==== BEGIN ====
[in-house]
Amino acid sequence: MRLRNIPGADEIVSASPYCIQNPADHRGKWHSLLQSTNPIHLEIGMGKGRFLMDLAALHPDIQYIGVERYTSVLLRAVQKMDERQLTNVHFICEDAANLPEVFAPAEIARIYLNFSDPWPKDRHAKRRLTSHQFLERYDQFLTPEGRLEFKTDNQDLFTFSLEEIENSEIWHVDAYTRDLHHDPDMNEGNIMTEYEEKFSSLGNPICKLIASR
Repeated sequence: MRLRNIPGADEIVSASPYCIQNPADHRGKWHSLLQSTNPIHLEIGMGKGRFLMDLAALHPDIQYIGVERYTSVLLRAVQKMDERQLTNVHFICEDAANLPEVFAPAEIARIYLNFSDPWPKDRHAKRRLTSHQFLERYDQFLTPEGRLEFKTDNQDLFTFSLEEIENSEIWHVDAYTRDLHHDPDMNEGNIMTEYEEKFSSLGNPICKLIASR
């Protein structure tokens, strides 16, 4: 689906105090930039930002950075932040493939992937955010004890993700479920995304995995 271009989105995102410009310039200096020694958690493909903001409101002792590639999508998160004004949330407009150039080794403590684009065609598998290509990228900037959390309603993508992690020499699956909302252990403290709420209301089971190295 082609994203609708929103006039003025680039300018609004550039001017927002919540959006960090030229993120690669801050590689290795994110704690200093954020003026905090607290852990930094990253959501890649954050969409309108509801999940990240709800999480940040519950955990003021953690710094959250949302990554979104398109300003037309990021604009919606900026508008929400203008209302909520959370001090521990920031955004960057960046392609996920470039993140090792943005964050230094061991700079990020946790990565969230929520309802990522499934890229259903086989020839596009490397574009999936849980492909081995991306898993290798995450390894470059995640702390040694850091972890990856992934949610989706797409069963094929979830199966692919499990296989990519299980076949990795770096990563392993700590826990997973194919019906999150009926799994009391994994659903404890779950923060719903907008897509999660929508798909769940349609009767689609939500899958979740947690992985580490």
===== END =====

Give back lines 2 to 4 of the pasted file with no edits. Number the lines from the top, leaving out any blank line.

Amino acid sequence: MRLRNIPGADEIVSASPYCIQNPADHRGKWHSLLQSTNPIHLEIGMGKGRFLMDLAALHPDIQYIGVERYTSVLLRAVQKMDERQLTNVHFICEDAANLPEVFAPAEIARIYLNFSDPWPKDRHAKRRLTSHQFLERYDQFLTPEGRLEFKTDNQDLFTFSLEEIENSEIWHVDAYTRDLHHDPDMNEGNIMTEYEEKFSSLGNPICKLIASR
Repeated sequence: MRLRNIPGADEIVSASPYCIQNPADHRGKWHSLLQSTNPIHLEIGMGKGRFLMDLAALHPDIQYIGVERYTSVLLRAVQKMDERQLTNVHFICEDAANLPEVFAPAEIARIYLNFSDPWPKDRHAKRRLTSHQFLERYDQFLTPEGRLEFKTDNQDLFTFSLEEIENSEIWHVDAYTRDLHHDPDMNEGNIMTEYEEKFSSLGNPICKLIASR
């Protein structure tokens, strides 16, 4: 689906105090930039930002950075932040493939992937955010004890993700479920995304995995 271009989105995102410009310039200096020694958690493909903001409101002792590639999508998160004004949330407009150039080794403590684009065609598998290509990228900037959390309603993508992690020499699956909302252990403290709420209301089971190295 082609994203609708929103006039003025680039300018609004550039001017927002919540959006960090030229993120690669801050590689290795994110704690200093954020003026905090607290852990930094990253959501890649954050969409309108509801999940990240709800999480940040519950955990003021953690710094959250949302990554979104398109300003037309990021604009919606900026508008929400203008209302909520959370001090521990920031955004960057960046392609996920470039993140090792943005964050230094061991700079990020946790990565969230929520309802990522499934890229259903086989020839596009490397574009999936849980492909081995991306898993290798995450390894470059995640702390040694850091972890990856992934949610989706797409069963094929979830199966692919499990296989990519299980076949990795770096990563392993700590826990997973194919019906999150009926799994009391994994659903404890779950923060719903907008897509999660929508798909769940349609009767689609939500899958979740947690992985580490």